Joining us this year at Providence is the highly qualified Mr. Matt Eves. A long-time friend of Mr. Meadth, Mr. Eves brings his experiences in engineering and business to the AP Calculus AB class with our seniors, and the Intro to Engineering class with the middle schoolers.
Mr. Eves wasted no time in getting down to one of our famous projects: The Bridge! In teams of two, with a list of required constraints, they set about building the longest possible bridge. This is more than just messing around with LEGO; students were demonstrating that they had learned the underlying structural principles of triangular trusses and bending beams.
|Josue and Larry measure their jointed creation|
|Jeffry, one of the able teacher assistants, helps Paul and Ryken|
|Elizabeth, Carmen, Nate, and Abigail take a moment to smile!|
|Taylor and Will understood the need for vertical triangles…
is there anything they were still missing?
|Tess and Bryce carefully counting the pieces they used|
|Jonny, another of our teacher assistants, helping Hunter and Reggie|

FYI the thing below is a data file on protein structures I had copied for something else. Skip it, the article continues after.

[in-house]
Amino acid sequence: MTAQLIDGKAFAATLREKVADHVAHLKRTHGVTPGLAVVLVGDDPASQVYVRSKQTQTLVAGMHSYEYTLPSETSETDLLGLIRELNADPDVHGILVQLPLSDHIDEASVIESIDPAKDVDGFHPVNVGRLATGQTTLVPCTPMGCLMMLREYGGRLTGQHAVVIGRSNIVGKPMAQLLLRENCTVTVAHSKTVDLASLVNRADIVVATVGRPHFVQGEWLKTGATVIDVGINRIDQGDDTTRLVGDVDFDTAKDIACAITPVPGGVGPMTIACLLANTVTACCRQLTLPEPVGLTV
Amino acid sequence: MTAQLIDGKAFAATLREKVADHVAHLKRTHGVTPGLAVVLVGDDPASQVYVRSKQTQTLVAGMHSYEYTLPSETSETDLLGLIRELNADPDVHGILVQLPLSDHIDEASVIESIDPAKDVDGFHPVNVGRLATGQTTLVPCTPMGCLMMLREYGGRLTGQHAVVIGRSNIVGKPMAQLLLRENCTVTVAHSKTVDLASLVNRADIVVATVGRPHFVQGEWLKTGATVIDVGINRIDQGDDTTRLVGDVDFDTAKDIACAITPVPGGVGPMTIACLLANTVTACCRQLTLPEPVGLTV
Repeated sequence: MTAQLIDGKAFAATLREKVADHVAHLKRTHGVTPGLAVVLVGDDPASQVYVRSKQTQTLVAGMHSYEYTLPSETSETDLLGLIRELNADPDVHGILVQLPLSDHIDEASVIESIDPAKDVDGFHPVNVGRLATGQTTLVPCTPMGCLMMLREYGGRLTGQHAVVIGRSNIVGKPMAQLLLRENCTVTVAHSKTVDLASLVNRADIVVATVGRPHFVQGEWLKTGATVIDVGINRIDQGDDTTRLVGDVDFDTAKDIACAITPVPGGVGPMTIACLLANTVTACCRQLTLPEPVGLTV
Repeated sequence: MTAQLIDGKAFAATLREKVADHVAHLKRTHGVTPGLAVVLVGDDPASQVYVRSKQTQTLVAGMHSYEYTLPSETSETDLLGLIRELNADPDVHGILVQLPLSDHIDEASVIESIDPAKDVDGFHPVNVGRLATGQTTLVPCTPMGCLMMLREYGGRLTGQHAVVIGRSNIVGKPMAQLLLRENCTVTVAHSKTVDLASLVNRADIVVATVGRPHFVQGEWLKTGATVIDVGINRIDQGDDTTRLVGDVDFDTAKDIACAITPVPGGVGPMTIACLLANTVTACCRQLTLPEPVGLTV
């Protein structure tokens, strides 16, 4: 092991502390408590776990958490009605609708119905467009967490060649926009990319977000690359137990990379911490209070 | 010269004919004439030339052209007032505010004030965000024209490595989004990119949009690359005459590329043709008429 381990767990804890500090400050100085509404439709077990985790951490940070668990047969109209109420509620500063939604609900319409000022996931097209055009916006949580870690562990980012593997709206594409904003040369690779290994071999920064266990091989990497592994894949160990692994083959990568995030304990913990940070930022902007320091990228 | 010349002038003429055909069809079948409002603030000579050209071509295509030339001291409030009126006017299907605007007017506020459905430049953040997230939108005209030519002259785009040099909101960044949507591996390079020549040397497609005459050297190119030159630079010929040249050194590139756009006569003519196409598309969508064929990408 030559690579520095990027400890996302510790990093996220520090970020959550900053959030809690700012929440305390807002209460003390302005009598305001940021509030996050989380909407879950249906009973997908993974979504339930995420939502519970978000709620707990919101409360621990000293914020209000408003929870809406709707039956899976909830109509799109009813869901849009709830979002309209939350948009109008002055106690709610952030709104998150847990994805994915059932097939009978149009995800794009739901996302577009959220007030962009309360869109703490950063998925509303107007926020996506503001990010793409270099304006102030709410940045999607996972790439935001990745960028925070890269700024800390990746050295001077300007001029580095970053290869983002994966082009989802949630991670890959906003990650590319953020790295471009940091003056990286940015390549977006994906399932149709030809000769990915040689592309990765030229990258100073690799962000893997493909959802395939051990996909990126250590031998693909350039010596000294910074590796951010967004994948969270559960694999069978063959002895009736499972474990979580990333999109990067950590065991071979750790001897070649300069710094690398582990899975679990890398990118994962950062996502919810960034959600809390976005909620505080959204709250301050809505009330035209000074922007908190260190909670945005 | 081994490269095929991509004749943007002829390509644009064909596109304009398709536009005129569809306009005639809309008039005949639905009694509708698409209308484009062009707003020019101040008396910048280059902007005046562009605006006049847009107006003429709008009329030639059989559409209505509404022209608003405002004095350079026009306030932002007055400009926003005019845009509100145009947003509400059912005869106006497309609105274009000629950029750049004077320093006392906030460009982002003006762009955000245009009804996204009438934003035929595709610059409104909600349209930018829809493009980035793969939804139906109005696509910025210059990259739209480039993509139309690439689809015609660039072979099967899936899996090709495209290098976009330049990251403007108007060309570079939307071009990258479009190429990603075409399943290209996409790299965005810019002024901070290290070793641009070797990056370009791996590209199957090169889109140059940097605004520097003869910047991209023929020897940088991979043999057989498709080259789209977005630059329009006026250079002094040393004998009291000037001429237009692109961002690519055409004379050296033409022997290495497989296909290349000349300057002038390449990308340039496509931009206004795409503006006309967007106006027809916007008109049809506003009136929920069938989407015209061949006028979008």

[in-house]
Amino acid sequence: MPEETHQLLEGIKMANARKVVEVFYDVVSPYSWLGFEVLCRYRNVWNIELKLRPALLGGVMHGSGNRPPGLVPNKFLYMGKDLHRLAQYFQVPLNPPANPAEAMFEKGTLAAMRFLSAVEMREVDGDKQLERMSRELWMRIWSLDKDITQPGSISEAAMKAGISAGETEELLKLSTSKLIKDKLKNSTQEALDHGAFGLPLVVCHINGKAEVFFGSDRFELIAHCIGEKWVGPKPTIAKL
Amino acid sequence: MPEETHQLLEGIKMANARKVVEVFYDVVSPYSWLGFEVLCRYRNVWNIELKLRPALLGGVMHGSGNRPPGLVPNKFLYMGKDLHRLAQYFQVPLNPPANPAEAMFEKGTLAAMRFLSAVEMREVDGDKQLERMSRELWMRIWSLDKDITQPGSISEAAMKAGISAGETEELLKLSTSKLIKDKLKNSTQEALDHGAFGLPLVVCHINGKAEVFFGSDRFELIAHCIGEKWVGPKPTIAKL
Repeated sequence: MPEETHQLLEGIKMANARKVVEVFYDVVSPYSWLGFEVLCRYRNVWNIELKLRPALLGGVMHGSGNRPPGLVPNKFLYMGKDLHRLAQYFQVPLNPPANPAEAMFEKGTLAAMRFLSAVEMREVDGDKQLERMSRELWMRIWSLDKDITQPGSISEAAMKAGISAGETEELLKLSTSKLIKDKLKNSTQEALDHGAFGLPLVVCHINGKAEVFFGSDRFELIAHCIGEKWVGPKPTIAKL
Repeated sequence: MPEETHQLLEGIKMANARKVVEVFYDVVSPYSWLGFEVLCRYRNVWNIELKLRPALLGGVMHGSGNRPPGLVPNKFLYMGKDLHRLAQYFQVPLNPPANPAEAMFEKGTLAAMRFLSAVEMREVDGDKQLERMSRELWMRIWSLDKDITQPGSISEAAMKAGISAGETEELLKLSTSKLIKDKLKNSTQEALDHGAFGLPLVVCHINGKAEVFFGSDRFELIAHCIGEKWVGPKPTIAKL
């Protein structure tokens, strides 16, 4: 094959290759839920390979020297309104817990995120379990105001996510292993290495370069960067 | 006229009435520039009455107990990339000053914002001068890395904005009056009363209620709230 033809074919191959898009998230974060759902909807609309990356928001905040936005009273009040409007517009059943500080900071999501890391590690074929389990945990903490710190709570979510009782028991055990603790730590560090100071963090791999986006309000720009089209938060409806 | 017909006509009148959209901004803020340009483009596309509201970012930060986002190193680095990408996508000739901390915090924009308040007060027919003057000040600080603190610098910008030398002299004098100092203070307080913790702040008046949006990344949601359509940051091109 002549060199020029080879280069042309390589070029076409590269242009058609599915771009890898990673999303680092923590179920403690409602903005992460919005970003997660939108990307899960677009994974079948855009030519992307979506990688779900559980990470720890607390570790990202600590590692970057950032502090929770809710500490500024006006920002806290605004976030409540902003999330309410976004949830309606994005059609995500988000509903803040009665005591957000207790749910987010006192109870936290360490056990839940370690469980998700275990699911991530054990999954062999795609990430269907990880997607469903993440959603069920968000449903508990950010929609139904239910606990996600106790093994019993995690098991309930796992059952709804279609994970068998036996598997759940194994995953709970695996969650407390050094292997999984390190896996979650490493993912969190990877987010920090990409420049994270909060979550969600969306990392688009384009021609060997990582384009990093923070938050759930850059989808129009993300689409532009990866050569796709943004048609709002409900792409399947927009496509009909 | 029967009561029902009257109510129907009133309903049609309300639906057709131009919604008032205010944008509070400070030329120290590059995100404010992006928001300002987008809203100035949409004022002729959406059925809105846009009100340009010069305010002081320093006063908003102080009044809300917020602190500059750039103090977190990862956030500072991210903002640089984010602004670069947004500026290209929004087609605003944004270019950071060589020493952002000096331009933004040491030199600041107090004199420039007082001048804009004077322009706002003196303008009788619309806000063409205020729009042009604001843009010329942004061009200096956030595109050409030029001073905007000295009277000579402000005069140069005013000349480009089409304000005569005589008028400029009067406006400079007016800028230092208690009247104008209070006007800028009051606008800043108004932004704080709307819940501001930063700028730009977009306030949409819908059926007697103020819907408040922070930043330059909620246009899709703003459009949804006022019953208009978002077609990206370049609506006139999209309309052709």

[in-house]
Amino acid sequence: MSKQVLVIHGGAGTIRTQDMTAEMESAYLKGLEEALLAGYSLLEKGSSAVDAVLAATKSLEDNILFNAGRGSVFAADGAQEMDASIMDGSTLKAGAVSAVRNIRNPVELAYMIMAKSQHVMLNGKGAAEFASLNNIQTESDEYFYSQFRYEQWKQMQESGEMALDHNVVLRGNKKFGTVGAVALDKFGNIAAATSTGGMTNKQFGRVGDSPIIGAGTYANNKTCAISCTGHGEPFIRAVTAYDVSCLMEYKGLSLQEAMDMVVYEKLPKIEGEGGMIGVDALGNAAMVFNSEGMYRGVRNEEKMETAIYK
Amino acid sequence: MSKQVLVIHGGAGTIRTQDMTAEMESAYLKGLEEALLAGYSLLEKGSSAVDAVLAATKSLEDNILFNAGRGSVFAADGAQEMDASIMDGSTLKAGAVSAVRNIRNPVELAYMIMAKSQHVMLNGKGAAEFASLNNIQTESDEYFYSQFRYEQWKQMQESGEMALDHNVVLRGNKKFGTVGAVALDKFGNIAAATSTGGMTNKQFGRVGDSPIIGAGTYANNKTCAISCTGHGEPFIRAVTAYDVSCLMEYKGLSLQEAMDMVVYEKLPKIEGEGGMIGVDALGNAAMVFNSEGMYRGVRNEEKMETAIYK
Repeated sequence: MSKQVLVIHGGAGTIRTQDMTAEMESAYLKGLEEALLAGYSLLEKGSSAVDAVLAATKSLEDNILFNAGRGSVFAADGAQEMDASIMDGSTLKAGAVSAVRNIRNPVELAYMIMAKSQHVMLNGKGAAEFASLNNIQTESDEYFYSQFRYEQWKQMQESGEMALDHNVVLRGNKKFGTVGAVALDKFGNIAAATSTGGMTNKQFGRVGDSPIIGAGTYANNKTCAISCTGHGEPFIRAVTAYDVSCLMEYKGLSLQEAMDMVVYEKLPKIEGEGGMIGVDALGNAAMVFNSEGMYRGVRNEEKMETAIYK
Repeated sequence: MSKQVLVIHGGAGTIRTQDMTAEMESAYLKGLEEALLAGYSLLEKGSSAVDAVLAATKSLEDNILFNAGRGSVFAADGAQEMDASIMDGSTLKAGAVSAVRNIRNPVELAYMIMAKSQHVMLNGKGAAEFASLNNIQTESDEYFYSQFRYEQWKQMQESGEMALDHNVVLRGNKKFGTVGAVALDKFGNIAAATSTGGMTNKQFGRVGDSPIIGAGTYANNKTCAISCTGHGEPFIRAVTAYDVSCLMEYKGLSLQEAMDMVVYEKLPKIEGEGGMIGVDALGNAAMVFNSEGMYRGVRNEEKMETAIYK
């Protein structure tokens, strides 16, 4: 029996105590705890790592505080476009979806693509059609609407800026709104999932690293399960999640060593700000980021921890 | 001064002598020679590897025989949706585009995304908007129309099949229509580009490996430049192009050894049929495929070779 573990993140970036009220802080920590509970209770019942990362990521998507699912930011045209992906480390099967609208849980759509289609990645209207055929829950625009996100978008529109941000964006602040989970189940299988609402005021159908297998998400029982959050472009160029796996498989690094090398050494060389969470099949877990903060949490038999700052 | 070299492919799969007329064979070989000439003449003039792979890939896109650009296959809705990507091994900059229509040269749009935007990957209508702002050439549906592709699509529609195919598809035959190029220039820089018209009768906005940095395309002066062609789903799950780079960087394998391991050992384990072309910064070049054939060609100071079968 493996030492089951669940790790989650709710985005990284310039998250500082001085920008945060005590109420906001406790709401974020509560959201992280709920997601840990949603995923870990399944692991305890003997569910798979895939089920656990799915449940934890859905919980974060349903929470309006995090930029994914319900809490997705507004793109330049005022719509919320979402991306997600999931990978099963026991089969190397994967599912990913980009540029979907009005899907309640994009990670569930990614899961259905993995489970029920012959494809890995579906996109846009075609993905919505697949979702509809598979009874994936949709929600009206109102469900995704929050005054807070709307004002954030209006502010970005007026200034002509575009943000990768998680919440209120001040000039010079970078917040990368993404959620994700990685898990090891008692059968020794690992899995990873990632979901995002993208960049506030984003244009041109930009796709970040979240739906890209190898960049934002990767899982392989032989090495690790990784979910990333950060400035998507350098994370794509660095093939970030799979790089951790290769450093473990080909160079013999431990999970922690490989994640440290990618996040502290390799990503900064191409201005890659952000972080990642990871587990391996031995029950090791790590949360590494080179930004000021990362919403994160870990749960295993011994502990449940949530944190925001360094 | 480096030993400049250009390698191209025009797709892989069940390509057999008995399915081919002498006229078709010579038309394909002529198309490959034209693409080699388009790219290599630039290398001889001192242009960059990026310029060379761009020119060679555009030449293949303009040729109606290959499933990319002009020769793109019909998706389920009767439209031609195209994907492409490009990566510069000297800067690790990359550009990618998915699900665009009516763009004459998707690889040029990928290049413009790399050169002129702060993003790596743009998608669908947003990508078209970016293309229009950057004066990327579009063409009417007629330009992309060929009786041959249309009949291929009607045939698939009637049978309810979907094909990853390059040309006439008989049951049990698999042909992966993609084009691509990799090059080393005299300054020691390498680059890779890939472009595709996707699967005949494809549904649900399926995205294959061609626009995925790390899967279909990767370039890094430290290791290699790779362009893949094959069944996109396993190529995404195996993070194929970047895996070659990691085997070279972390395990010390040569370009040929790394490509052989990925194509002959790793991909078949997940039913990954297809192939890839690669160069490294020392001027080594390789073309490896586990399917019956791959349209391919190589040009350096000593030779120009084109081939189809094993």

(By the way, if you’re wondering about the teacher assistants: Jonny, Jeffry, Emma, and Ruby are all acting in this capacity this semester. Having taken this class once already, they are now bringing their learning to another level by helping the other students. There is no better way to learn than by teaching! They have also been taking time out with Mr. Meadth during class to learn CAD tools, with some of their creations being 3D printed.)
Upon completion, the seven teams laid wooden tracks across their bridges and put them to the test. All teams performed incredibly well, with almost no flexing evident. The following video shows the tests–in each one, what elements of design do you see that are contributing to the bridge’s strength?
A great start to the year! Next step: learning about gears and torque. Students will combine these lessons with their knowledge of structural strength to build a special machine… can you guess what it is? All this, so we can learn to build a robot that moves properly and is mechanically strong.
Browse around and check out some of our other recent posts. Feel free to email Mr. Meadth or Mr. Eves for any questions about the Providence engineering programs, and share this post freely with family and friends!